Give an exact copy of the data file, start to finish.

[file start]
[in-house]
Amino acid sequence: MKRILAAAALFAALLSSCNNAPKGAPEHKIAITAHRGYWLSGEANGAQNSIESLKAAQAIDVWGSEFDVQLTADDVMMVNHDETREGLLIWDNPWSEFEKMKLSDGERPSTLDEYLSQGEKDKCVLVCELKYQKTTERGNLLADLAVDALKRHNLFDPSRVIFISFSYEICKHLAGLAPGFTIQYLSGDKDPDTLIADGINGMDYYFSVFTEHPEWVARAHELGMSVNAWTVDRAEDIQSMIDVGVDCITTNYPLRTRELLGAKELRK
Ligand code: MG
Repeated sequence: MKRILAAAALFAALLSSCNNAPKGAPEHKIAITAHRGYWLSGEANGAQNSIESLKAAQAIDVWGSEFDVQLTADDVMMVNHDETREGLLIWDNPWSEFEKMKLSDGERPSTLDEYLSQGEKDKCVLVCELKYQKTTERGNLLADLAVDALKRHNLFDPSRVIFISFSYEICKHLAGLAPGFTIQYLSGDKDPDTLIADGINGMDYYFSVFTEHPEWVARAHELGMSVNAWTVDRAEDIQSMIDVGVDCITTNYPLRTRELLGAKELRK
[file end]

[in-house]
Amino acid sequence: MKRILAAAALFAALLSSCNNAPKGAPEHKIAITAHRGYWLSGEANGAQNSIESLKAAQAIDVWGSEFDVQLTADDVMMVNHDETREGLLIWDNPWSEFEKMKLSDGERPSTLDEYLSQGEKDKCVLVCELKYQKTTERGNLLADLAVDALKRHNLFDPSRVIFISFSYEICKHLAGLAPGFTIQYLSGDKDPDTLIADGINGMDYYFSVFTEHPEWVARAHELGMSVNAWTVDRAEDIQSMIDVGVDCITTNYPLRTRELLGAKELRK
Ligand code: MG
Repeated sequence: MKRILAAAALFAALLSSCNNAPKGAPEHKIAITAHRGYWLSGEANGAQNSIESLKAAQAIDVWGSEFDVQLTADDVMMVNHDETREGLLIWDNPWSEFEKMKLSDGERPSTLDEYLSQGEKDKCVLVCELKYQKTTERGNLLADLAVDALKRHNLFDPSRVIFISFSYEICKHLAGLAPGFTIQYLSGDKDPDTLIADGINGMDYYFSVFTEHPEWVARAHELGMSVNAWTVDRAEDIQSMIDVGVDCITTNYPLRTRELLGAKELRK